A little-used muscle cut from the area on the back between the rib and the sirloin, the tenderloin is one of the most tender cuts of deer meat. Although it is commonly cut into roasts, you can easily slice a tenderloin into steaks for pan-frying, broiling or grilling. Tenderloin is done when a meat thermometer inserted into the thickest part of the meat registers at least 160 degrees Fahrenheit. Monitor the meat carefully because overcooked venison easily becomes tough and dry. Always let cooked tenderloin rest for three minutes before serving.
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To roast a whole deer tenderloin, place the tenderloin in an oiled baking dish, then season the meat as desired. Brush the seasoned meat generously with melted butter to add extra moisture. Heat a small amount of oil or butter in a heavy skillet and brown the meat on both sides in the hot oil. Place the browned tenderloin in an oven preheated to 450 F and cook the meat for three to four minutes per side, or until it reaches the desired level of doneness.
Pan-Frying Venison Steaks
To pan-fry venison tenderloin, begin by cutting the meat into steaks measuring 1/2-inch to 3/4-inch thick. Sprinkle the steaks lightly with salt, then let them sit at room temperature for at least 15 minutes but no longer than an hour. Pat the steaks dry with a paper towel because the meat won't brown if the surface is wet. Fry the steaks on medium heat for two to three minute per side, or until they reach the desired level of doneness.
Broiling to Seal in Flavor
All you need to broil deer tenderloin steaks is a heavy pan, a little oil and seasonings. Let the meat warm to room temperature for up to an hour. Turn the oven broiler to 450 F, then put the empty skillet in the oven and let it preheat. Pat the meat dry with a paper towel, then rub it with cooking oil and sprinkle it with salt and pepper. Place the tenderloin approximately 4 to 5 inches under the broiler for about two minutes per side, or until the meat reaches the desired level of doneness.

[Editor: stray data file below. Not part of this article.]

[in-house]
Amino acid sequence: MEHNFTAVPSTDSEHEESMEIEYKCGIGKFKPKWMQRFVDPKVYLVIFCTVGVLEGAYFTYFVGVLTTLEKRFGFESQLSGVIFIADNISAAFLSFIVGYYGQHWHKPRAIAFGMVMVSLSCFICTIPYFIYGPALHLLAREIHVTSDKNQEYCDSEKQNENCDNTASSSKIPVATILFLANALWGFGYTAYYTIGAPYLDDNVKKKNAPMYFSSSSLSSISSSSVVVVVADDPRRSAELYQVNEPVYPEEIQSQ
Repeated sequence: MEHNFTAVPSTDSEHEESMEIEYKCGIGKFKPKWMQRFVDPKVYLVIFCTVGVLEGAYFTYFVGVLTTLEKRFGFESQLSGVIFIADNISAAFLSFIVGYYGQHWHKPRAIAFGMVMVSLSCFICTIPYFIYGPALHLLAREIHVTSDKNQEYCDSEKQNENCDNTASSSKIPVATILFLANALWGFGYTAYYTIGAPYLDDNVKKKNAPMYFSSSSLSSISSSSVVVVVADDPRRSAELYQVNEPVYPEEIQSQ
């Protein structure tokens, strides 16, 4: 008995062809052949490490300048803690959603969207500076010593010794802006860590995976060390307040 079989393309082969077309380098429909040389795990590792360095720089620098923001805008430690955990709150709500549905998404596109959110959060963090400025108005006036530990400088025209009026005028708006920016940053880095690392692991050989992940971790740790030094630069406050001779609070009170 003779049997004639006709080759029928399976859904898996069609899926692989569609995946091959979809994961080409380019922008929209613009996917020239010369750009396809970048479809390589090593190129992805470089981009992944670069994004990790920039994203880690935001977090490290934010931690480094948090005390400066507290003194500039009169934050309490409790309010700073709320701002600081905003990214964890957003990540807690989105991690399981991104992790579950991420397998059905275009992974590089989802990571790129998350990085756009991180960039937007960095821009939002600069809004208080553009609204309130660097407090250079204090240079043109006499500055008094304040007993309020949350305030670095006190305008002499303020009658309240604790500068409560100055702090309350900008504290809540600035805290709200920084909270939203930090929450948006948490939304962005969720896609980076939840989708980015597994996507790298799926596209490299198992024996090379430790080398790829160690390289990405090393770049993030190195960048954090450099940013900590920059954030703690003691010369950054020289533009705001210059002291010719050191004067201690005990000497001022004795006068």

Grilled Tenderloin Steaks
Preheat a gas grill to 400 to 450 F. If you're cooking over charcoal, let the coals heat until you can hold your hand 3 inches above the grill comfortably for no more than four seconds. Let tenderloin steaks warm to room temperature up to an hour while the grill is heating, then blot the steaks with a paper towel and coat both sides of the meat with oil. Grill the meat, undisturbed, for about two to three minutes, then flip the steaks and grill them for an additional two to three minutes, or until they reach the desired temperature.
- Penn State Cooperative Extension: Venison Cuts and Cooking Methods
- Field and Stream: Recipe: Cook A Perfect Deer Steak in the Oven
- Michigan Venison: Cooking Tips
- The Deluxe Food Lover's Companion; Sharon Tyler Herbst and Ron Herbst
- Field and Stream: The Perfect Way to Pan-Fry Venison Tenderloin Medallions
- Epicurious: Roasted Venison
- Field Dressing and Butchering Big Game: Step-by-Step Instructions; Monte Burch
- Petersen's Hunting: How to Properly Grill Venison Steak
- Venison Lovers' Cookbook; Creative Publishing International
- Real Simple: How to Check the Temperature of Your Grill